The Reserve Bank of Australia is only likely to raise interest rates after an improvement in the slow wages growth that governor Philip Lowe says is “diminishing our sense of shared prosperity”.
Dr Lowe says low wage growth means inflation is unlikely to meet the RBA’s two-to-three per cent target range, and is affecting people’s ability to pay off large loans taken out in expectation of future income increases.
Dr Lowe says any move in the cash rate by the RBA, which last week kept the cash rate at 1.5 per cent for a 22nd consecutive month, is still a way off despite promising economic signs.
“Whatever weight one places on these various factors constraining wages growth, it is clear that the slow growth in wages is affecting our economy,” Dr Lowe said in a speech to the Australian Industry Group in Melbourne on Wednesday.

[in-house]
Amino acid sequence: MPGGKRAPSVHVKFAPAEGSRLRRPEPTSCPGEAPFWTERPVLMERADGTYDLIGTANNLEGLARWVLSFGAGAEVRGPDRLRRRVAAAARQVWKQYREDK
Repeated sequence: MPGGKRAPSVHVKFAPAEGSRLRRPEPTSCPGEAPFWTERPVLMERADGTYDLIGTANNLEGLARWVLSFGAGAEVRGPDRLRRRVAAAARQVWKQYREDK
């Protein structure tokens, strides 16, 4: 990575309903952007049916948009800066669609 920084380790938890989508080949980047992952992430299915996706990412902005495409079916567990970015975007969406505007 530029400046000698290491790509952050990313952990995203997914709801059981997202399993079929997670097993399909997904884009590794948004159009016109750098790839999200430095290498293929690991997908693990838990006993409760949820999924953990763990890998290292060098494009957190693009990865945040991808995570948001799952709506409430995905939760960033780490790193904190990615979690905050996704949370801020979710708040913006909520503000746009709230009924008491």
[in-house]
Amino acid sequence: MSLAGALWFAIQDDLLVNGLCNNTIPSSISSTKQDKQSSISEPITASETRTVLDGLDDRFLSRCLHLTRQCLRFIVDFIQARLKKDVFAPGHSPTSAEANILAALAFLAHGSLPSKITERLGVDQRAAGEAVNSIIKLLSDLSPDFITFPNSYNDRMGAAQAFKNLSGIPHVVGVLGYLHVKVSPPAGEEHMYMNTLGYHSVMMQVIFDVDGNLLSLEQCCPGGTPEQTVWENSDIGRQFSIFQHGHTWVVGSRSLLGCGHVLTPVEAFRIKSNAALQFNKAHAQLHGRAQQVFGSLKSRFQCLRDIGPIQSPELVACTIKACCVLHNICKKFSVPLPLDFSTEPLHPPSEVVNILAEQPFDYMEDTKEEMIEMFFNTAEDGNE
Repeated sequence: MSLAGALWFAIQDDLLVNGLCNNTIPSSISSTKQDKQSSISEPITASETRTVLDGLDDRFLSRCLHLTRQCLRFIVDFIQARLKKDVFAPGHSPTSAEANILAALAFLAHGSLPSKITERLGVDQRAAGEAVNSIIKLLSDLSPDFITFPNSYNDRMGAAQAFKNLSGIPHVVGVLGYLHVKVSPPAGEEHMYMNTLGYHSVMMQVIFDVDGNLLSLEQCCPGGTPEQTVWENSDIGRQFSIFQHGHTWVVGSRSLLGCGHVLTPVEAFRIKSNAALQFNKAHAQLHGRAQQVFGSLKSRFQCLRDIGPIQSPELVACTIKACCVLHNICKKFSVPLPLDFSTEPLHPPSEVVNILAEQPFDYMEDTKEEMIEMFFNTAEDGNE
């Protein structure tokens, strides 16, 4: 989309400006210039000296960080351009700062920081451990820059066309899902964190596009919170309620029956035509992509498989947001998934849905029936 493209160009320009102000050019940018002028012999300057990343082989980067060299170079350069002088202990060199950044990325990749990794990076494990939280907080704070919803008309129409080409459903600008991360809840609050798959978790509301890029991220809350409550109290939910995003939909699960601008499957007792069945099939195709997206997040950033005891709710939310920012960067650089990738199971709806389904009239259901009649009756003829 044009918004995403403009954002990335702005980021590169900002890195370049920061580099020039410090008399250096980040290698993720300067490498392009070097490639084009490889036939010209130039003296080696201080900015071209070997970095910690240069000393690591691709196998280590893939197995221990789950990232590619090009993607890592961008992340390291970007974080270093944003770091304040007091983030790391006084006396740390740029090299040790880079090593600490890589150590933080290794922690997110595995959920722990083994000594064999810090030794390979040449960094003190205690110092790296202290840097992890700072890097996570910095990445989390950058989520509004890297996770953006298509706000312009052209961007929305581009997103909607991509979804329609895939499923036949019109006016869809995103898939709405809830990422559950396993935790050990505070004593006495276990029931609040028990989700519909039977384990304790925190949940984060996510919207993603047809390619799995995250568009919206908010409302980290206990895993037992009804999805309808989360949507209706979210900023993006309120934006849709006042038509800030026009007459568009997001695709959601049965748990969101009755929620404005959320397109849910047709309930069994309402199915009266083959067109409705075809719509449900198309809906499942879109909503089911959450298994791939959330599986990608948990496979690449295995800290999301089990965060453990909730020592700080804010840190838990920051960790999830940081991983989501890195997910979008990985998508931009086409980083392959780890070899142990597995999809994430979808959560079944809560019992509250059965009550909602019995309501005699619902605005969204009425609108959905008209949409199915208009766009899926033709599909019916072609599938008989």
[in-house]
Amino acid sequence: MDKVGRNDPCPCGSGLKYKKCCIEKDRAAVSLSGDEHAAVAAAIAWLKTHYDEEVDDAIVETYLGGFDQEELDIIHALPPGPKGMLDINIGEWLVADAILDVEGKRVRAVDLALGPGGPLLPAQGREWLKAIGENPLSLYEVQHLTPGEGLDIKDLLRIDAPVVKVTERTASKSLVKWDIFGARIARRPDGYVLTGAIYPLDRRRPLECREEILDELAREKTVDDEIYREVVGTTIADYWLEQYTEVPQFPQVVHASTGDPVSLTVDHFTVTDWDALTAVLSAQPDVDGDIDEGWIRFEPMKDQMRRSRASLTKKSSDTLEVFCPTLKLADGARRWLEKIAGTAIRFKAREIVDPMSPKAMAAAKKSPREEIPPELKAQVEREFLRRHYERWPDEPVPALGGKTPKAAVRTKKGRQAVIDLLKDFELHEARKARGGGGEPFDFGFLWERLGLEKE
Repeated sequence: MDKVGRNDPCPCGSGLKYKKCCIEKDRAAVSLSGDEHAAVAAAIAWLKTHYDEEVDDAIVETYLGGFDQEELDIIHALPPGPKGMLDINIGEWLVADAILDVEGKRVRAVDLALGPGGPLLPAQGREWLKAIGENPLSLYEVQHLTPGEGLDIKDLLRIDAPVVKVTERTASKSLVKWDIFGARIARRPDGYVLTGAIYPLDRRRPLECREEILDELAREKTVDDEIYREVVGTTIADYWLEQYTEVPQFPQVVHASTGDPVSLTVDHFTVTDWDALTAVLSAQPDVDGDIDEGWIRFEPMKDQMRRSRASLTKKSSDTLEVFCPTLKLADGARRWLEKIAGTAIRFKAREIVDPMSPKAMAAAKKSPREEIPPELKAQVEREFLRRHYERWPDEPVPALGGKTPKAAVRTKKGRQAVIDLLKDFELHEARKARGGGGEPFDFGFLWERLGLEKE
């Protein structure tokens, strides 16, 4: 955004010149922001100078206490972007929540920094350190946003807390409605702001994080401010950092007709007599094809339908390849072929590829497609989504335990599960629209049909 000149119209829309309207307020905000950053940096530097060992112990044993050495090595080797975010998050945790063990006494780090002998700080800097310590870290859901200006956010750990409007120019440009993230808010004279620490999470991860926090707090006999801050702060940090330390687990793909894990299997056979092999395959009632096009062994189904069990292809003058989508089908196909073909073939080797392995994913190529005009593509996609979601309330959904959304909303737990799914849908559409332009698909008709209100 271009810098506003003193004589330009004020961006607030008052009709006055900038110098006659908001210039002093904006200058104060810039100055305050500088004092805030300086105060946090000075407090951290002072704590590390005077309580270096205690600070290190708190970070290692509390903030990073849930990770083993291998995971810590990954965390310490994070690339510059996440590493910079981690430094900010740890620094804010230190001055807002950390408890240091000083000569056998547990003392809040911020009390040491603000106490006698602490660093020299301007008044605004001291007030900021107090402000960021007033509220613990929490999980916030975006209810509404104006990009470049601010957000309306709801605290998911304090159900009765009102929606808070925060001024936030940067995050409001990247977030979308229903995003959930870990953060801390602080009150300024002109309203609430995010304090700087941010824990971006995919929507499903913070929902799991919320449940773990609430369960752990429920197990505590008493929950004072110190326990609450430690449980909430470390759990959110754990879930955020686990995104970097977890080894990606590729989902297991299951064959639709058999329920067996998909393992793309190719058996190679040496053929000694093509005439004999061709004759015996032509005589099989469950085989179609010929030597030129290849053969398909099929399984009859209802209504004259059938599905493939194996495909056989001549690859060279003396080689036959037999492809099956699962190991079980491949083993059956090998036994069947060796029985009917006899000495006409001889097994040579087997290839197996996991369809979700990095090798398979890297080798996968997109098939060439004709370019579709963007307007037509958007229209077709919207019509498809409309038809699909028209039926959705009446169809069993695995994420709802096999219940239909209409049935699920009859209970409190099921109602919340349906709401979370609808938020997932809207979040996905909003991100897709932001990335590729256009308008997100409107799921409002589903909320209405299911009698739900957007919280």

“The slow wages growth is diminishing our sense of shared prosperity.”
Dr Lowe said a pick up in wage growth would help put inflation in line with the RBA’s target, help Australians pay down debt, and add to consumers’ sense of prosperity – which has implications for increased consumption.
“There are some signs that wage growth is moving in the right direction, but it is likely to be a gradual process,” he said.
Dr Lowe said last week’s economic data showed the Australian economy is moving in the right direction
The economy expanded 1.0 per cent in the March quarter and grew 3.1 per cent over the 12 months to March, beating expectations.
“If this continues to be the case, it is likely that the next move in interest rates will be up, not down,” Dr Lowe reiterated.
“The board will want to have reasonable confidence that inflation is picking up to be consistent with the medium-term target and that slack in the labour market is lessening.”